• Draw up a list of target brands, consider their merits and their positioning. Consider visualising product in order to help your thinking.
  • Prepare a realistic volume and revenue forecast: new branded products achieve great stand out on shelf, they are not magic beans.
  • Gather retailer feedback, being careful not to promise a particular brand. Take buyer interest with a pinch of salt.



As a newbie you should probably focus on companies that have licensing experience. Brands that have never licensed will cost you a lot of money in product mock-ups and meetings to secure stakeholder buy-in before you are granted the rights to their precious IP (Intellectual Property). In addition, the corporate lawyer will probably include a lot of very aggressive clauses in the contract out of fear of the unknown.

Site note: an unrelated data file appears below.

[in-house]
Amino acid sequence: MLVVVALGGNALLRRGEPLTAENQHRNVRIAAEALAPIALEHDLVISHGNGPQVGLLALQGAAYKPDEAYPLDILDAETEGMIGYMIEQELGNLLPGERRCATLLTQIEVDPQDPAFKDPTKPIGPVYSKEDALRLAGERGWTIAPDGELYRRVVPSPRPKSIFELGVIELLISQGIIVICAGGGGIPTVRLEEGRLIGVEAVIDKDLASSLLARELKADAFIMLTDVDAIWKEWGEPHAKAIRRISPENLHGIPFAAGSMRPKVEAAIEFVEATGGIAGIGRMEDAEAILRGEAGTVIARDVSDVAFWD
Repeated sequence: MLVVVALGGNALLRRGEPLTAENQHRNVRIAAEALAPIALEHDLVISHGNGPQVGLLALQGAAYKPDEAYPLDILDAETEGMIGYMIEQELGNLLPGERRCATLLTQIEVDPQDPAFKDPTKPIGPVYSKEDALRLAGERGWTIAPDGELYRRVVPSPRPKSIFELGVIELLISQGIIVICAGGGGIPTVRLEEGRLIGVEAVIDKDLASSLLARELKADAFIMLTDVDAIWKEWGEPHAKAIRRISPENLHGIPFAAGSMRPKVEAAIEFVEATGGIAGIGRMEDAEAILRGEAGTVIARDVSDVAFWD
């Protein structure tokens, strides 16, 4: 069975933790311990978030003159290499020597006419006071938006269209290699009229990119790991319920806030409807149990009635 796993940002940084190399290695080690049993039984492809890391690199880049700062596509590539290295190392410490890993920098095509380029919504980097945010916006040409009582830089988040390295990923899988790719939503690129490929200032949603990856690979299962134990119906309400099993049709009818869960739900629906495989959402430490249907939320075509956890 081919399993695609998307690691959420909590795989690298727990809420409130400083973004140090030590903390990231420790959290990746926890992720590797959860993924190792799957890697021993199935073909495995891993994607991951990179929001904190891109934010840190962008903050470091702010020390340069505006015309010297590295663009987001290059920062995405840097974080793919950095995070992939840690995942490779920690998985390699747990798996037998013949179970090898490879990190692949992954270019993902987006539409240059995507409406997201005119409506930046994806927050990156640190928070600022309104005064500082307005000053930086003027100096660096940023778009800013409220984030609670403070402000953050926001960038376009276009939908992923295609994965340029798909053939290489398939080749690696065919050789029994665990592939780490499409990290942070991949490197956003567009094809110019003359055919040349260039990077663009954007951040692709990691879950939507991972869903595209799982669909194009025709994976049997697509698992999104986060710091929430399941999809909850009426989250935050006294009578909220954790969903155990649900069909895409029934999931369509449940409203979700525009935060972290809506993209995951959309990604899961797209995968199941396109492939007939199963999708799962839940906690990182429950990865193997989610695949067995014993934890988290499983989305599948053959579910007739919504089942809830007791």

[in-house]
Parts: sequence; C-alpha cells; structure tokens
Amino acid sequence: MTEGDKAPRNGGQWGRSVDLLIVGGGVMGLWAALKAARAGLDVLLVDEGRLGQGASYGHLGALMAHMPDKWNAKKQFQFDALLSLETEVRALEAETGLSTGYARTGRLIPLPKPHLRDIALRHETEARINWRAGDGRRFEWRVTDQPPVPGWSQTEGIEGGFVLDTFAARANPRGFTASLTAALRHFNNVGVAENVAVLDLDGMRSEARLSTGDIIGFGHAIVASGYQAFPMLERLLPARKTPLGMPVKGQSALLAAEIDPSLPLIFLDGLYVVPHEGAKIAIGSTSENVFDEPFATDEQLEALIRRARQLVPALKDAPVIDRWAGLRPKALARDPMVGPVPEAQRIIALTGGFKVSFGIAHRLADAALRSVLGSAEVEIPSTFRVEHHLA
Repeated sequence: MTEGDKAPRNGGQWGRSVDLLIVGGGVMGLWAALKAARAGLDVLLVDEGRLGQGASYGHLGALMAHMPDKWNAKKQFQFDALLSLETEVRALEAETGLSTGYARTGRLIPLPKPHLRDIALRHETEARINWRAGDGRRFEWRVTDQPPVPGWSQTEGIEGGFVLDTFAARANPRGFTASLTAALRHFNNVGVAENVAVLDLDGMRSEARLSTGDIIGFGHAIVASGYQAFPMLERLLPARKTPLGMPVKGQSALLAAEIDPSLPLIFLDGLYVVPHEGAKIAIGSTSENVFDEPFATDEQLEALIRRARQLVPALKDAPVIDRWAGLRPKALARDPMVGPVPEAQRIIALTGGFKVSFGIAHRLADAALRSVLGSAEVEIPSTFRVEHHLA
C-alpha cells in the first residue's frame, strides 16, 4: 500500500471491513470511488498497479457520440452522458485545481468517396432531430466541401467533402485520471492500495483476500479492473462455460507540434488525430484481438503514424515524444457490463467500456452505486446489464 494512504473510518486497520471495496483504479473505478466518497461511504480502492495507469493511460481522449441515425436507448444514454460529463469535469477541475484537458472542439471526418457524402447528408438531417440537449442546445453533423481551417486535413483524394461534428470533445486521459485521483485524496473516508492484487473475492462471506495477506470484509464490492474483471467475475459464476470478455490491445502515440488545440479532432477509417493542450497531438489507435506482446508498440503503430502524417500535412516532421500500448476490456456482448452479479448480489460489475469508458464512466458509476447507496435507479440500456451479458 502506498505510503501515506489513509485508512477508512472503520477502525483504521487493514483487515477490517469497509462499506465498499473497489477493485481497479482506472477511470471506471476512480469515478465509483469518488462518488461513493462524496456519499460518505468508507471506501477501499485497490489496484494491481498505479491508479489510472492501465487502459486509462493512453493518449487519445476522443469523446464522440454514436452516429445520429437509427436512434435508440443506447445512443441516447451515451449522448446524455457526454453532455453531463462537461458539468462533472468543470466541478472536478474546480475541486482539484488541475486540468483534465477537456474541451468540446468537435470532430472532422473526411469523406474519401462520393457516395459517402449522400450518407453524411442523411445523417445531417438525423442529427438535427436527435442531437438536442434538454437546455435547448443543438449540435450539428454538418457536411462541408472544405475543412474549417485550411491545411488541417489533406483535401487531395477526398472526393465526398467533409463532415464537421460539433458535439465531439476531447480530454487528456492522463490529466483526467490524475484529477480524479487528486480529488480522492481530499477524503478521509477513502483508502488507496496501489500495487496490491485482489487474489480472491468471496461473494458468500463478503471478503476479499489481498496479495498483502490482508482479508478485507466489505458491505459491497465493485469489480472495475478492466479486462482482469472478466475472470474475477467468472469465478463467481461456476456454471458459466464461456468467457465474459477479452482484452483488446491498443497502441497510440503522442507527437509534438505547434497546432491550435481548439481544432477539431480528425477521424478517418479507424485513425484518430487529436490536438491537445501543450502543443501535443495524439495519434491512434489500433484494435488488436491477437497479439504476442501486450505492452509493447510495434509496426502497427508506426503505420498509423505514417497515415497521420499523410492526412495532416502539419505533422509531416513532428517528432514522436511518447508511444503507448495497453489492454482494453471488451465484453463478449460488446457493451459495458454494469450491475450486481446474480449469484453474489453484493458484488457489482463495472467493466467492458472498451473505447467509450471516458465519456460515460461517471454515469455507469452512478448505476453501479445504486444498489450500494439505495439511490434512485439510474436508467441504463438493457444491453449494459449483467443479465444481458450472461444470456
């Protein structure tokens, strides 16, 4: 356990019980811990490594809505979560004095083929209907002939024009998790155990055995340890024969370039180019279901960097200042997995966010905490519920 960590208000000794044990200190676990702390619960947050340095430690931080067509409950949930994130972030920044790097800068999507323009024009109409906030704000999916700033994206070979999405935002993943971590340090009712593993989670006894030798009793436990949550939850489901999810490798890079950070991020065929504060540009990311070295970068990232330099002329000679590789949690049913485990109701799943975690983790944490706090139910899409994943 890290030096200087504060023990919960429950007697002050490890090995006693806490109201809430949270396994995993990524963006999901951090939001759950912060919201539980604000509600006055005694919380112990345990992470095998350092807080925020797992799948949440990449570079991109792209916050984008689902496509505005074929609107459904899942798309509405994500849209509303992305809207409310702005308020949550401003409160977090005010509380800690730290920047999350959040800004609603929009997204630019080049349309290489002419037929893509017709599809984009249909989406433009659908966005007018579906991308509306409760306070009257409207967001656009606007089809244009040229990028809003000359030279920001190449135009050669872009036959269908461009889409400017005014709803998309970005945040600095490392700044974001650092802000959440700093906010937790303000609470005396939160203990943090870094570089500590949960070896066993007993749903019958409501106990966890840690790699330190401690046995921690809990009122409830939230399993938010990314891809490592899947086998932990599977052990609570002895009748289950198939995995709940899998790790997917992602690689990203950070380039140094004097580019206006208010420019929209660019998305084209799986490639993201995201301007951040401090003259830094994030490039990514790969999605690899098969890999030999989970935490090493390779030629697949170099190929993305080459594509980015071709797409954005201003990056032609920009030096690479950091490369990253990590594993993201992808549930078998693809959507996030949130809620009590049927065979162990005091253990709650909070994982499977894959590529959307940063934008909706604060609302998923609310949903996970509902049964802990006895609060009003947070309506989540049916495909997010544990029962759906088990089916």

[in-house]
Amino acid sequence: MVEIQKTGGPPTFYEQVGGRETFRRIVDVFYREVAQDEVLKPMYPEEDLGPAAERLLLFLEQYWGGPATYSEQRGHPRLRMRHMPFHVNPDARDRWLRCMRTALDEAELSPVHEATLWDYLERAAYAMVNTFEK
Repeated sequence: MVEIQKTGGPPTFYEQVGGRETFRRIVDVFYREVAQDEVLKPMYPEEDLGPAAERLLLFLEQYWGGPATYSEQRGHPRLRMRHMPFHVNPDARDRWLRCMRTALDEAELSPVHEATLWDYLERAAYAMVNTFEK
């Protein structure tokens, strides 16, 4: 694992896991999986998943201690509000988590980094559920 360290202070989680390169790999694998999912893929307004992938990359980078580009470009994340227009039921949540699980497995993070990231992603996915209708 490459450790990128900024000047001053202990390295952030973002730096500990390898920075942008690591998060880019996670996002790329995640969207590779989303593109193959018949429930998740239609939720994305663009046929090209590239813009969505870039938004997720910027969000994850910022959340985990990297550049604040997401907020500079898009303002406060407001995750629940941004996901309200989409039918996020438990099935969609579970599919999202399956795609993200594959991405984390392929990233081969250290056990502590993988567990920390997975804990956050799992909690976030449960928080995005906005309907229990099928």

There are three elements that need to align in order to deliver a successful licensed product. The legal agreement, the product and the marketing.

Avoid over-engineering

Licensing projects are generally led by optimists who believe in the invincible power of brands to convey trust. Brands need multiple iterations to get it right however. Excited manufacturers with first time access to the brand have a dangerous tendency to over-invest in the product, while the high price of the product is dangerously overlooked.

When we partnered with a company to launch a Men’s Health Beef Jerky it was the lowest salt, lowest sugar on the market, retailing at nearly £3 for 50g. This product has achieved fantastic press coverage and distribution, however we know that the next variant, slightly cheaper with a tiny bit more sweetness, will sell even more.


Avoid under-engineering